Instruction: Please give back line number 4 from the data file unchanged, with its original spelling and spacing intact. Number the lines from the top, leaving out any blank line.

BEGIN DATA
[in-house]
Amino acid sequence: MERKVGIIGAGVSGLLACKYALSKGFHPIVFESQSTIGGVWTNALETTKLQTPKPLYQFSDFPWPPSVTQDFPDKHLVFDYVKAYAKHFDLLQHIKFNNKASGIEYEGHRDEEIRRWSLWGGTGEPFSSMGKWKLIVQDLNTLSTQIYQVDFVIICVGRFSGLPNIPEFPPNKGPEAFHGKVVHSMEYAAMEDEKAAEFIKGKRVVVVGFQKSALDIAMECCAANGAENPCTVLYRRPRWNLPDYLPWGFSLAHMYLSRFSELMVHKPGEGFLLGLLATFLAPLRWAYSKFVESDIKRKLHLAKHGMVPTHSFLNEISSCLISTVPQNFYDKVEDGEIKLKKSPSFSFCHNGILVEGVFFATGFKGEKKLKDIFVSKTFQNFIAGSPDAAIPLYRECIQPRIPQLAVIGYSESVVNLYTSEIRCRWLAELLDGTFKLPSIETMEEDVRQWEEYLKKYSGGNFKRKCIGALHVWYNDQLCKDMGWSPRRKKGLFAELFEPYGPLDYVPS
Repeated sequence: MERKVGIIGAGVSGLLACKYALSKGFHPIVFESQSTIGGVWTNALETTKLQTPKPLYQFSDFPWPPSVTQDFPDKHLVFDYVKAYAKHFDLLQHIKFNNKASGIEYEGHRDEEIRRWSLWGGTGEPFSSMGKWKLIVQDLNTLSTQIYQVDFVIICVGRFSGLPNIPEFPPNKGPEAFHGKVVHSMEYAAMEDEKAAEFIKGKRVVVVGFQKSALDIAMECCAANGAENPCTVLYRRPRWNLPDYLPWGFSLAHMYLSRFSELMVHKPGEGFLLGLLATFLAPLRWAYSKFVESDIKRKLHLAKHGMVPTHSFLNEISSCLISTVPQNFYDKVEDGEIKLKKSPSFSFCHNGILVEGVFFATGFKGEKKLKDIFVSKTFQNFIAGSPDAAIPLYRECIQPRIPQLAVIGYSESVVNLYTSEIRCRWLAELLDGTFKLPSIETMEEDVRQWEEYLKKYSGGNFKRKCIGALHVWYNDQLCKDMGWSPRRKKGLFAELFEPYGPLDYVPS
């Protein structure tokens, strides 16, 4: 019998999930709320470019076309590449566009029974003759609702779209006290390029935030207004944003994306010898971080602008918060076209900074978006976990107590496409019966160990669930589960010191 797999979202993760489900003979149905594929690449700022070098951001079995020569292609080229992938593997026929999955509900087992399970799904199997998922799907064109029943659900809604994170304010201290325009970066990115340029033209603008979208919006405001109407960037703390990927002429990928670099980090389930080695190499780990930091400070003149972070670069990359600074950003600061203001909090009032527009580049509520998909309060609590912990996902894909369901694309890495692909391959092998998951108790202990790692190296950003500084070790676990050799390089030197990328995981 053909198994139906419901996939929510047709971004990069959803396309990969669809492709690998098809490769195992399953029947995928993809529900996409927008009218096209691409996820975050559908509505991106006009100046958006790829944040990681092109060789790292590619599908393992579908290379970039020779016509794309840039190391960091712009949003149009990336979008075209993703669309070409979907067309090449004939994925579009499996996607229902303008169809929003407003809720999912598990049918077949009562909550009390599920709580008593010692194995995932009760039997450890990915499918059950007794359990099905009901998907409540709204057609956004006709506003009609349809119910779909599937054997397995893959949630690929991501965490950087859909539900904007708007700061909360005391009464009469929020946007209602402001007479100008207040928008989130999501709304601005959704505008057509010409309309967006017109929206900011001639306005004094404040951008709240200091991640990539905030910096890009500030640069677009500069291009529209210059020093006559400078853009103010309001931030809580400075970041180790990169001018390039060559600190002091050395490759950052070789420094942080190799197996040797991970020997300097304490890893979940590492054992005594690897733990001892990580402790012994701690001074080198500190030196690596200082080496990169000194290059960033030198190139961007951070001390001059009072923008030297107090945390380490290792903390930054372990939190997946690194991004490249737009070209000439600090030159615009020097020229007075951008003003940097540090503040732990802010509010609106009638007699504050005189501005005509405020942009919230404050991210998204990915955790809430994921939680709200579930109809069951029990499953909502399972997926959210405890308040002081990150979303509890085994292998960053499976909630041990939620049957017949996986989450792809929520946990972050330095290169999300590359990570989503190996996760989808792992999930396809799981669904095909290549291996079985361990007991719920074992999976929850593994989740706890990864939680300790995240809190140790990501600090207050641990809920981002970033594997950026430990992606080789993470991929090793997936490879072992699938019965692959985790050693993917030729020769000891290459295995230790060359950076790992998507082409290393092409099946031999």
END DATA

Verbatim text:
């Protein structure tokens, strides 16, 4: 019998999930709320470019076309590449566009029974003759609702779209006290390029935030207004944003994306010898971080602008918060076209900074978006976990107590496409019966160990669930589960010191 797999979202993760489900003979149905594929690449700022070098951001079995020569292609080229992938593997026929999955509900087992399970799904199997998922799907064109029943659900809604994170304010201290325009970066990115340029033209603008979208919006405001109407960037703390990927002429990928670099980090389930080695190499780990930091400070003149972070670069990359600074950003600061203001909090009032527009580049509520998909309060609590912990996902894909369901694309890495692909391959092998998951108790202990790692190296950003500084070790676990050799390089030197990328995981 053909198994139906419901996939929510047709971004990069959803396309990969669809492709690998098809490769195992399953029947995928993809529900996409927008009218096209691409996820975050559908509505991106006009100046958006790829944040990681092109060789790292590619599908393992579908290379970039020779016509794309840039190391960091712009949003149009990336979008075209993703669309070409979907067309090449004939994925579009499996996607229902303008169809929003407003809720999912598990049918077949009562909550009390599920709580008593010692194995995932009760039997450890990915499918059950007794359990099905009901998907409540709204057609956004006709506003009609349809119910779909599937054997397995893959949630690929991501965490950087859909539900904007708007700061909360005391009464009469929020946007209602402001007479100008207040928008989130999501709304601005959704505008057509010409309309967006017109929206900011001639306005004094404040951008709240200091991640990539905030910096890009500030640069677009500069291009529209210059020093006559400078853009103010309001931030809580400075970041180790990169001018390039060559600190002091050395490759950052070789420094942080190799197996040797991970020997300097304490890893979940590492054992005594690897733990001892990580402790012994701690001074080198500190030196690596200082080496990169000194290059960033030198190139961007951070001390001059009072923008030297107090945390380490290792903390930054372990939190997946690194991004490249737009070209000439600090030159615009020097020229007075951008003003940097540090503040732990802010509010609106009638007699504050005189501005005509405020942009919230404050991210998204990915955790809430994921939680709200579930109809069951029990499953909502399972997926959210405890308040002081990150979303509890085994292998960053499976909630041990939620049957017949996986989450792809929520946990972050330095290169999300590359990570989503190996996760989808792992999930396809799981669904095909290549291996079985361990007991719920074992999976929850593994989740706890990864939680300790995240809190140790990501600090207050641990809920981002970033594997950026430990992606080789993470991929090793997936490879072992699938019965692959985790050693993917030729020769000891290459295995230790060359950076790992998507082409290393092409099946031999």